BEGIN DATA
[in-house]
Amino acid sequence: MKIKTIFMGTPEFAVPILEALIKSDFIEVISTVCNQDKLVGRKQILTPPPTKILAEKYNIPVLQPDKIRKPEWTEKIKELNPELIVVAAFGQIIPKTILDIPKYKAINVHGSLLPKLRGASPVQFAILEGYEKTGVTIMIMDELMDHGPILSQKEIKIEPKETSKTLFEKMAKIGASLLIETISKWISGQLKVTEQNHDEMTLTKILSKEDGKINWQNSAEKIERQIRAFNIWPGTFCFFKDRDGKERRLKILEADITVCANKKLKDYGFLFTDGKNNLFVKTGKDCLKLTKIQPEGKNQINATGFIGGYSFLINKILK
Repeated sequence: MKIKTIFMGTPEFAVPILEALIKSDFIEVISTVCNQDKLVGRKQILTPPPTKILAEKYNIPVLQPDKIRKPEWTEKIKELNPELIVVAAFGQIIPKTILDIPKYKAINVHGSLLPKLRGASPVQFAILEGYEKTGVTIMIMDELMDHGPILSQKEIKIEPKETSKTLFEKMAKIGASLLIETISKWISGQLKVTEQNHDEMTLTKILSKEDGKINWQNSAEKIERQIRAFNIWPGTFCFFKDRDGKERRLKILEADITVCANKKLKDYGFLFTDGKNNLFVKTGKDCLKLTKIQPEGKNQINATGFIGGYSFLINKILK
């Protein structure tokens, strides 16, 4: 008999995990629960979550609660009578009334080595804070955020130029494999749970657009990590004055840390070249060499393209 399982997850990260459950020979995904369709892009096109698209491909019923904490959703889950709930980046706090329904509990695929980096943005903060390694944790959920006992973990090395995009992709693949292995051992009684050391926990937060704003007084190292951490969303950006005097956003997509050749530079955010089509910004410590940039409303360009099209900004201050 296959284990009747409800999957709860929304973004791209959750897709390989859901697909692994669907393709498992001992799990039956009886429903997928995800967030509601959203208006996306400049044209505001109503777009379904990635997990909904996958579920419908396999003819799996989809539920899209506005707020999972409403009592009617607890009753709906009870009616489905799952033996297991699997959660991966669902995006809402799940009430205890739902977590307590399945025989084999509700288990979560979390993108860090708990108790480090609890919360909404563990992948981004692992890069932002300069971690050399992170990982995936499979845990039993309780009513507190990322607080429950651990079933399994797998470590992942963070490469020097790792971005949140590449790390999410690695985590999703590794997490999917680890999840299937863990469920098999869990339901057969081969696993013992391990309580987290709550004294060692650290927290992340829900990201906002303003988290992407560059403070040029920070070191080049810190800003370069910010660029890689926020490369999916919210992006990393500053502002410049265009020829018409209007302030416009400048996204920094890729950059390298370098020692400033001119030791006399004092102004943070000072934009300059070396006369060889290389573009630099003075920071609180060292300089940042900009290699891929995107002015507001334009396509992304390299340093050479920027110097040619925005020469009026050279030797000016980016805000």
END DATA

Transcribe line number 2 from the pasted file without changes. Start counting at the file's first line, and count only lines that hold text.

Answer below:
Amino acid sequence: MKIKTIFMGTPEFAVPILEALIKSDFIEVISTVCNQDKLVGRKQILTPPPTKILAEKYNIPVLQPDKIRKPEWTEKIKELNPELIVVAAFGQIIPKTILDIPKYKAINVHGSLLPKLRGASPVQFAILEGYEKTGVTIMIMDELMDHGPILSQKEIKIEPKETSKTLFEKMAKIGASLLIETISKWISGQLKVTEQNHDEMTLTKILSKEDGKINWQNSAEKIERQIRAFNIWPGTFCFFKDRDGKERRLKILEADITVCANKKLKDYGFLFTDGKNNLFVKTGKDCLKLTKIQPEGKNQINATGFIGGYSFLINKILK